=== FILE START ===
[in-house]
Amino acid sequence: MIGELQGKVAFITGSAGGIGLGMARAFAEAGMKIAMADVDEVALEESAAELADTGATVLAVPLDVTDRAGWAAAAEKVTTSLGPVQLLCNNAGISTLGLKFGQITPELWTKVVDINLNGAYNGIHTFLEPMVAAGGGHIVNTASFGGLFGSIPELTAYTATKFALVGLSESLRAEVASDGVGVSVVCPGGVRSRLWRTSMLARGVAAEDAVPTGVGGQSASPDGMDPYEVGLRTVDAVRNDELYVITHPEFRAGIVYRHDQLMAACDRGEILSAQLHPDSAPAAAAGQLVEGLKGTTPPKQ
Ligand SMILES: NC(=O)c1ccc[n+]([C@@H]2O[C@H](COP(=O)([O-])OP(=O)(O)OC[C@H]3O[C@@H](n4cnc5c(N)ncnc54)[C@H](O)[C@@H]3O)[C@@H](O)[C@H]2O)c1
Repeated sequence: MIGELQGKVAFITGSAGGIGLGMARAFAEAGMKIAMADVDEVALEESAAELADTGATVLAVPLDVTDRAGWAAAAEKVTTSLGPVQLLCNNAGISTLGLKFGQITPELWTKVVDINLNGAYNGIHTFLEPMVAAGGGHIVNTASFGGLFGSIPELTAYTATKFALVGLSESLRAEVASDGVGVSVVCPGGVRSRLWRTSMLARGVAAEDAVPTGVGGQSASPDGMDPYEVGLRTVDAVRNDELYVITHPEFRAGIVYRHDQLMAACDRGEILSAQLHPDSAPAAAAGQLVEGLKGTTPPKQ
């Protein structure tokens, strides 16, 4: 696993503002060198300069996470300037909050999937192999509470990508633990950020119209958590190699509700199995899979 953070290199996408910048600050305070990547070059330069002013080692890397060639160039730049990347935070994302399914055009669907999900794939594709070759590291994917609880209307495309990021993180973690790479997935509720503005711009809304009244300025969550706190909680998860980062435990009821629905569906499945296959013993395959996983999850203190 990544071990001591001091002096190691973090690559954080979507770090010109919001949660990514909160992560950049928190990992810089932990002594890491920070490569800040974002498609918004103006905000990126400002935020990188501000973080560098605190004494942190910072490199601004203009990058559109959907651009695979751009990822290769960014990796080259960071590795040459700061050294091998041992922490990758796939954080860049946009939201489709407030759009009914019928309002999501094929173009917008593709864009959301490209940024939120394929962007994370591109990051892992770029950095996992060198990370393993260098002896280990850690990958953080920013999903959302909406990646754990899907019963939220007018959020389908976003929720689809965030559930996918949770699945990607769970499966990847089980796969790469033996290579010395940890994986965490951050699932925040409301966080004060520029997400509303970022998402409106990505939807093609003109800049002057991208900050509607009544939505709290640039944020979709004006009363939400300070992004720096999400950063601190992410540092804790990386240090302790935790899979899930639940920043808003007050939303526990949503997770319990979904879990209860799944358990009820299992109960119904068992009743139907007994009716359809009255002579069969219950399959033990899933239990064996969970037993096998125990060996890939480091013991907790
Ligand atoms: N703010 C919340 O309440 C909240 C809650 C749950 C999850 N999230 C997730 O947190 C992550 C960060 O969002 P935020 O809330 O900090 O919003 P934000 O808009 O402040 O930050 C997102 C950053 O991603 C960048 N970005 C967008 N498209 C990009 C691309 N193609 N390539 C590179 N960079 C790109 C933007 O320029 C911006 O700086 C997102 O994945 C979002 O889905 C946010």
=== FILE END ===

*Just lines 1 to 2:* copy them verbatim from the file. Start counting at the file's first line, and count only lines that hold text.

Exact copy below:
[in-house]
Amino acid sequence: MIGELQGKVAFITGSAGGIGLGMARAFAEAGMKIAMADVDEVALEESAAELADTGATVLAVPLDVTDRAGWAAAAEKVTTSLGPVQLLCNNAGISTLGLKFGQITPELWTKVVDINLNGAYNGIHTFLEPMVAAGGGHIVNTASFGGLFGSIPELTAYTATKFALVGLSESLRAEVASDGVGVSVVCPGGVRSRLWRTSMLARGVAAEDAVPTGVGGQSASPDGMDPYEVGLRTVDAVRNDELYVITHPEFRAGIVYRHDQLMAACDRGEILSAQLHPDSAPAAAAGQLVEGLKGTTPPKQ